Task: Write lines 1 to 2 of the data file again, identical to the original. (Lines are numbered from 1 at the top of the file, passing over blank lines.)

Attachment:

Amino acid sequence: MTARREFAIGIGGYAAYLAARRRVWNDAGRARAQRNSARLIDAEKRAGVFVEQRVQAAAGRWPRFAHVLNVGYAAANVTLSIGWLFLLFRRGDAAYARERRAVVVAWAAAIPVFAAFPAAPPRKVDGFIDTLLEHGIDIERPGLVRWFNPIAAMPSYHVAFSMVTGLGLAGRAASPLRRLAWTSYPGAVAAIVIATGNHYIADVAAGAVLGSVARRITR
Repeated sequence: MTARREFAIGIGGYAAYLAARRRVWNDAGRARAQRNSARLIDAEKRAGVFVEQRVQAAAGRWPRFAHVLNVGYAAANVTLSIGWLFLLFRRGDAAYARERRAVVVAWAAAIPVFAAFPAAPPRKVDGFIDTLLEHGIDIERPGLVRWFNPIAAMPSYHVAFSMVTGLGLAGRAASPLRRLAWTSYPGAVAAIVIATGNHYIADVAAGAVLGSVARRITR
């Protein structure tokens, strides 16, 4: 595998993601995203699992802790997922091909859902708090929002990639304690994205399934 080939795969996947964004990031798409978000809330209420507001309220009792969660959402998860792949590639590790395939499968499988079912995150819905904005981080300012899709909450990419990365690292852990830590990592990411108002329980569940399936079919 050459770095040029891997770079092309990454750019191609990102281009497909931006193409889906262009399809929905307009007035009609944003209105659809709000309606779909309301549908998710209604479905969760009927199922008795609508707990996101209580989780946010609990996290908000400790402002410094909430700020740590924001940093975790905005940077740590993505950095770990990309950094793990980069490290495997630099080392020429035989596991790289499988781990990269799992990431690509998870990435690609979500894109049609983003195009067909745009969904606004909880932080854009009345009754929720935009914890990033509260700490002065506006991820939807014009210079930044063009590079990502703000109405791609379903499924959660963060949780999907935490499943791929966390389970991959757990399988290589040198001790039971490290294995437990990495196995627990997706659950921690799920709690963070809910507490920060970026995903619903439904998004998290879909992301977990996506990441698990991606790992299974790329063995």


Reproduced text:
Amino acid sequence: MTARREFAIGIGGYAAYLAARRRVWNDAGRARAQRNSARLIDAEKRAGVFVEQRVQAAAGRWPRFAHVLNVGYAAANVTLSIGWLFLLFRRGDAAYARERRAVVVAWAAAIPVFAAFPAAPPRKVDGFIDTLLEHGIDIERPGLVRWFNPIAAMPSYHVAFSMVTGLGLAGRAASPLRRLAWTSYPGAVAAIVIATGNHYIADVAAGAVLGSVARRITR
Repeated sequence: MTARREFAIGIGGYAAYLAARRRVWNDAGRARAQRNSARLIDAEKRAGVFVEQRVQAAAGRWPRFAHVLNVGYAAANVTLSIGWLFLLFRRGDAAYARERRAVVVAWAAAIPVFAAFPAAPPRKVDGFIDTLLEHGIDIERPGLVRWFNPIAAMPSYHVAFSMVTGLGLAGRAASPLRRLAWTSYPGAVAAIVIATGNHYIADVAAGAVLGSVARRITR